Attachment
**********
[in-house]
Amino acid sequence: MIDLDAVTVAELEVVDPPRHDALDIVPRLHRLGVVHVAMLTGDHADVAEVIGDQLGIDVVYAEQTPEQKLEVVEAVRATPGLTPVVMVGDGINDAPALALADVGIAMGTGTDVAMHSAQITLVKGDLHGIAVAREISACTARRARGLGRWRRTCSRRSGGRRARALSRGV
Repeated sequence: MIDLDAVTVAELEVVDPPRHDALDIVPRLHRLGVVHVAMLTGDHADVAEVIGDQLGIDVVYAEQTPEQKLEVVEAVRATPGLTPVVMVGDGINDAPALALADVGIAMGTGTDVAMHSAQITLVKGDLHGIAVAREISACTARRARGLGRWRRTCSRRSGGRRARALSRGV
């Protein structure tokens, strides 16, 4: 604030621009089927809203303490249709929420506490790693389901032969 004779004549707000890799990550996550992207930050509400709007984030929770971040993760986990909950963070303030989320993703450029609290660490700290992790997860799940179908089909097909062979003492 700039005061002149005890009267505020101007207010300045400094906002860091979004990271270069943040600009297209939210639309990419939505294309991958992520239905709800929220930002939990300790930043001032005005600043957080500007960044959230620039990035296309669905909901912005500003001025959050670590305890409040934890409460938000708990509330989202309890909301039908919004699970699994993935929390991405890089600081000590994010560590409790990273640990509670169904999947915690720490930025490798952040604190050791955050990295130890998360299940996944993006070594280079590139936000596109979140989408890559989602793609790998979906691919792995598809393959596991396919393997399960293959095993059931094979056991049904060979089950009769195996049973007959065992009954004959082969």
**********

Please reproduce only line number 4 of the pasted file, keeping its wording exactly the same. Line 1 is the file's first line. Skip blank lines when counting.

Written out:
């Protein structure tokens, strides 16, 4: 604030621009089927809203303490249709929420506490790693389901032969 004779004549707000890799990550996550992207930050509400709007984030929770971040993760986990909950963070303030989320993703450029609290660490700290992790997860799940179908089909097909062979003492 700039005061002149005890009267505020101007207010300045400094906002860091979004990271270069943040600009297209939210639309990419939505294309991958992520239905709800929220930002939990300790930043001032005005600043957080500007960044959230620039990035296309669905909901912005500003001025959050670590305890409040934890409460938000708990509330989202309890909301039908919004699970699994993935929390991405890089600081000590994010560590409790990273640990509670169904999947915690720490930025490798952040604190050791955050990295130890998360299940996944993006070594280079590139936000596109979140989408890559989602793609790998979906691919792995598809393959596991396919393997399960293959095993059931094979056991049904060979089950009769195996049973007959065992009954004959082969």